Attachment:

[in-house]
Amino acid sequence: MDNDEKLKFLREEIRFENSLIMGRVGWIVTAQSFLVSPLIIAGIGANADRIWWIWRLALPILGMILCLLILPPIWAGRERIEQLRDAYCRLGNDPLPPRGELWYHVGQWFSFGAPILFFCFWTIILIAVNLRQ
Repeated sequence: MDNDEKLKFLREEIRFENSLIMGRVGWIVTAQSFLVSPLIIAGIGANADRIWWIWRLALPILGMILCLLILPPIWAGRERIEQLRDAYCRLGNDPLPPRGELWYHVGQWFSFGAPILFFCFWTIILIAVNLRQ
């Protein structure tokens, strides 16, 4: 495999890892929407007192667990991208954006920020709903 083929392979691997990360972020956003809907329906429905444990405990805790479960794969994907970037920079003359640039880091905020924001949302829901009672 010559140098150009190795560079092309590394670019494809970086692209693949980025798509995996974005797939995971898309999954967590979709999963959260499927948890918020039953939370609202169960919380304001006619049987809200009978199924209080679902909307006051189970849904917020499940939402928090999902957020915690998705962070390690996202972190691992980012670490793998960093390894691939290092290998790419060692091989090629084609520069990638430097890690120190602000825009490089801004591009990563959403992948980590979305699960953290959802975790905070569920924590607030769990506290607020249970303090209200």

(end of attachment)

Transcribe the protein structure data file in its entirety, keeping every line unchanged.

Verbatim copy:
[in-house]
Amino acid sequence: MDNDEKLKFLREEIRFENSLIMGRVGWIVTAQSFLVSPLIIAGIGANADRIWWIWRLALPILGMILCLLILPPIWAGRERIEQLRDAYCRLGNDPLPPRGELWYHVGQWFSFGAPILFFCFWTIILIAVNLRQ
Repeated sequence: MDNDEKLKFLREEIRFENSLIMGRVGWIVTAQSFLVSPLIIAGIGANADRIWWIWRLALPILGMILCLLILPPIWAGRERIEQLRDAYCRLGNDPLPPRGELWYHVGQWFSFGAPILFFCFWTIILIAVNLRQ
């Protein structure tokens, strides 16, 4: 495999890892929407007192667990991208954006920020709903 083929392979691997990360972020956003809907329906429905444990405990805790479960794969994907970037920079003359640039880091905020924001949302829901009672 010559140098150009190795560079092309590394670019494809970086692209693949980025798509995996974005797939995971898309999954967590979709999963959260499927948890918020039953939370609202169960919380304001006619049987809200009978199924209080679902909307006051189970849904917020499940939402928090999902957020915690998705962070390690996202972190691992980012670490793998960093390894691939290092290998790419060692091989090629084609520069990638430097890690120190602000825009490089801004591009990563959403992948980590979305699960953290959802975790905070569920924590607030769990506290607020249970303090209200």